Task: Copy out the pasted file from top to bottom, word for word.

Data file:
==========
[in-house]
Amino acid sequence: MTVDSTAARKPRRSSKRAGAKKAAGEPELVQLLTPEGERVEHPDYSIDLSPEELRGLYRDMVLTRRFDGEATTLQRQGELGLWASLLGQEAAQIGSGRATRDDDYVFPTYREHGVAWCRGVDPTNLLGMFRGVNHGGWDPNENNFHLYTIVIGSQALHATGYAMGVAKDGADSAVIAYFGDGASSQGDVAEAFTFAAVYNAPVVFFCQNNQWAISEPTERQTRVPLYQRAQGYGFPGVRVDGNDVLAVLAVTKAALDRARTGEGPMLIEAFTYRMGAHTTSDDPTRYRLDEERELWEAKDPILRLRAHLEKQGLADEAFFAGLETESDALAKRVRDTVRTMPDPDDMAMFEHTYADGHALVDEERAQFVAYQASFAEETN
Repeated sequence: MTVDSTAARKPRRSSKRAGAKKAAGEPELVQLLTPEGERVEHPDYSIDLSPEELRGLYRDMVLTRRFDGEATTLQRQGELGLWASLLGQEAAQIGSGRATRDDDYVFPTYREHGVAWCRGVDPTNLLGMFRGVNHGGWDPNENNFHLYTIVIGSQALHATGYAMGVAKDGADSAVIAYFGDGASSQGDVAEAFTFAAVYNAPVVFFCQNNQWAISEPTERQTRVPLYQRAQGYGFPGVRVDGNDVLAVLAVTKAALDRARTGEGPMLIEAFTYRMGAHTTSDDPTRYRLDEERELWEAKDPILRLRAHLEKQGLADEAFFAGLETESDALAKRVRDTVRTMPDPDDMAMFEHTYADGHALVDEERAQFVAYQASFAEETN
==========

[in-house]
Amino acid sequence: MTVDSTAARKPRRSSKRAGAKKAAGEPELVQLLTPEGERVEHPDYSIDLSPEELRGLYRDMVLTRRFDGEATTLQRQGELGLWASLLGQEAAQIGSGRATRDDDYVFPTYREHGVAWCRGVDPTNLLGMFRGVNHGGWDPNENNFHLYTIVIGSQALHATGYAMGVAKDGADSAVIAYFGDGASSQGDVAEAFTFAAVYNAPVVFFCQNNQWAISEPTERQTRVPLYQRAQGYGFPGVRVDGNDVLAVLAVTKAALDRARTGEGPMLIEAFTYRMGAHTTSDDPTRYRLDEERELWEAKDPILRLRAHLEKQGLADEAFFAGLETESDALAKRVRDTVRTMPDPDDMAMFEHTYADGHALVDEERAQFVAYQASFAEETN
Repeated sequence: MTVDSTAARKPRRSSKRAGAKKAAGEPELVQLLTPEGERVEHPDYSIDLSPEELRGLYRDMVLTRRFDGEATTLQRQGELGLWASLLGQEAAQIGSGRATRDDDYVFPTYREHGVAWCRGVDPTNLLGMFRGVNHGGWDPNENNFHLYTIVIGSQALHATGYAMGVAKDGADSAVIAYFGDGASSQGDVAEAFTFAAVYNAPVVFFCQNNQWAISEPTERQTRVPLYQRAQGYGFPGVRVDGNDVLAVLAVTKAALDRARTGEGPMLIEAFTYRMGAHTTSDDPTRYRLDEERELWEAKDPILRLRAHLEKQGLADEAFFAGLETESDALAKRVRDTVRTMPDPDDMAMFEHTYADGHALVDEERAQFVAYQASFAEETN